Fellow politicians are loath to criticize Danny Williams's decision to forgo Canada's medicare system and pay for heart surgery in the U.S., but cardiac experts insist the Newfoundland Premier could easily have received top-notch care in this country instead.
Mr. Williams, thus far a staunch champion of medicare, has reignited debate about the adequacy of Canada's single-payer system and given opponents of health-care reform in the U.S. ammunition to vindicate their claims.
Arvind Koshal, a prominent Alberta cardiac surgeon, said virtually all heart procedures available in the U.S. are provided in Canada and he thinks Mr. Williams is sending the wrong message by travelling across the border for surgery.
"The optics are very poor, especially for people who are proponents of the Canadian health-care system," said Dr. Koshal, director of development and external affairs at the Mazankowski Alberta Heart Institute in Edmonton. "It also says if you can buy your way out, then you can go to the U.S. and get it done right away."
Mr. Williams's office is tight-lipped on the Premier's medical trip, refusing to disclose the location of his treatment or what procedures he will undergo this week. They said he is leaving Newfoundland because the treatment was not available in his home province, but refused to say if Mr. Williams could have been treated elsewhere in Canada.
Wilbert Keon, a heart surgery pioneer in Ottawa and a Conservative senator, said there's "no question" Mr. Williams could have been cared for in Canadian facilities.
"He's going to have to admit that when he recovers and has to face you guys," he said.
Mr. Williams could get emergency surgery "tonight or tomorrow" in Canada and urgent procedures performed "in a couple of days," Dr. Keon said. Elective procedures - medically-required but not an emergency - could take weeks.
But the Ottawa doctor doesn't begrudge the Newfoundland Premier for heading south for health care. "If he can afford to pay for that, who can deny somebody the right to drive a Mercedes as opposed to a Honda?"
Dr. Keon said he thinks one reason Canadians might favour U.S. hospitals is their more luxurious facilities.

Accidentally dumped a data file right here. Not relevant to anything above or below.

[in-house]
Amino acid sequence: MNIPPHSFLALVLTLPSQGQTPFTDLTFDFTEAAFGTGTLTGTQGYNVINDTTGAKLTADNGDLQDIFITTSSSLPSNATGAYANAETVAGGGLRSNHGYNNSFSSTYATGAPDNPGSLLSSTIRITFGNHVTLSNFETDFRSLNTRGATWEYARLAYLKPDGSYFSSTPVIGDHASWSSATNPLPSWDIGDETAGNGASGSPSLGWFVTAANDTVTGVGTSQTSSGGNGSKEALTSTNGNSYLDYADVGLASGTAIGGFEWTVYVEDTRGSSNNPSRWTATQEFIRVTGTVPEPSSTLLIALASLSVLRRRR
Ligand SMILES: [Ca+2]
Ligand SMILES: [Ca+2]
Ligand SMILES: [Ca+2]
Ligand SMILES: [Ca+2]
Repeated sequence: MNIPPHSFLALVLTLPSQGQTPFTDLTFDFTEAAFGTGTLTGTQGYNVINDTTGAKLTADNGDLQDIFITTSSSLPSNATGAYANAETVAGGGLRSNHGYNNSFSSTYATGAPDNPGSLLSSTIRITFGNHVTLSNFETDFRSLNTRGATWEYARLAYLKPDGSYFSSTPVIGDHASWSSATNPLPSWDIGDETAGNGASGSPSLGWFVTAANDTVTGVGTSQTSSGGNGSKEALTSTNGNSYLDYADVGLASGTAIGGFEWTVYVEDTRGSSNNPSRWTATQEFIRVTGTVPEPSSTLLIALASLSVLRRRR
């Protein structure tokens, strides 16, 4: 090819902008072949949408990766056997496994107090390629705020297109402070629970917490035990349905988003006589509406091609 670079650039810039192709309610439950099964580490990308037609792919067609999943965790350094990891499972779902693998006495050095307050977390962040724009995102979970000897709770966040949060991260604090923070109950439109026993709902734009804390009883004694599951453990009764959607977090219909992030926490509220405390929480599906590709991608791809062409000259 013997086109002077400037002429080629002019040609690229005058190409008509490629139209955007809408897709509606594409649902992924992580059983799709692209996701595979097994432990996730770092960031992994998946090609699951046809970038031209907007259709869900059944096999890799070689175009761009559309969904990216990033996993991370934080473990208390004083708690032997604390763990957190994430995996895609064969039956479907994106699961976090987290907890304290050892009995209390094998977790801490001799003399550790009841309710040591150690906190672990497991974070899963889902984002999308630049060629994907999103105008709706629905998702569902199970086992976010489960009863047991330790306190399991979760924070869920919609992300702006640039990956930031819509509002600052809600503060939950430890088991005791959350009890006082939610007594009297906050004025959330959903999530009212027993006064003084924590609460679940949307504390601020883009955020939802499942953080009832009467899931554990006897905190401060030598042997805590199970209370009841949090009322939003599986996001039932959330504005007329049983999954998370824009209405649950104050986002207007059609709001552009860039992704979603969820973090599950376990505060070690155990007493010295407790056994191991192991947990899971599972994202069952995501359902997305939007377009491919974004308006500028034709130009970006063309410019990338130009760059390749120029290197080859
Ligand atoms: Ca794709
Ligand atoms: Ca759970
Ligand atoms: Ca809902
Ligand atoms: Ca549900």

"If for example he came to the Ottawa Heart Institute he would be in a little private room where there's just a chair for his wife to sit on and his family [would]have to stand around the end of the bed. He goes to one of the American luxury institutions and he gets a suite for his wife and family and so forth."
Mr. Williams's trip became fodder for opponents of President Barack Obama's proposed reform of the U.S. health care system, which is aimed at extending coverage to most of the country's 47 million uninsured. Although the latest version of Mr. Obama's plan does not include a state-run health plan for Americans under 65, the U.S. right has warned further government involvement in the American system would lead to "Canadian-style" rationing and wait times.
The Newfoundland Premier's move sheds "light once again on the shortcomings of his nation's single-payer system," charged Americans for Prosperity (AFP), a libertarian advocacy group founded by billionaire oilman David Koch.
Brian Day, a past president of the Canadian Medical Association, said he doesn't begrudge Mr. Williams for paying for care, but wants more private-sector incentives in Canada's health-care system to eradicate waitlists. "It was urgent enough for [Mr. Williams]to be worried about it and if you're worried about [health]you should have the right to do something about it."
Canada's political class, from St. John's to Victoria, had only sympathy for Mr. Williams as he faces serious surgery.
"I don't think we should read more into this than the fact that Danny Williams, unfortunately, is going to have to have a significant operation," B.C. premier Gordon Campbell told reporters.
One exception was former Prime Minister's Office director of communications Kory Teneycke who attacked Mr. Williams as a hypocrite for accepting U.S. medical care after his 2008 campaign against Mr. Harper where he warned the federal leader was a threat to medicare. "It's a clear case of hypocrisy," Mr. Teneycke said. He no longer works for the government and said Ottawa clearly wants to take the "high road" in this instance. "That doesn't prevent others from pointing out the hypocrisy."
With reports from Konrad Yakabuski, Karen Howlett, Rod Mickleburgh and Dawn Walton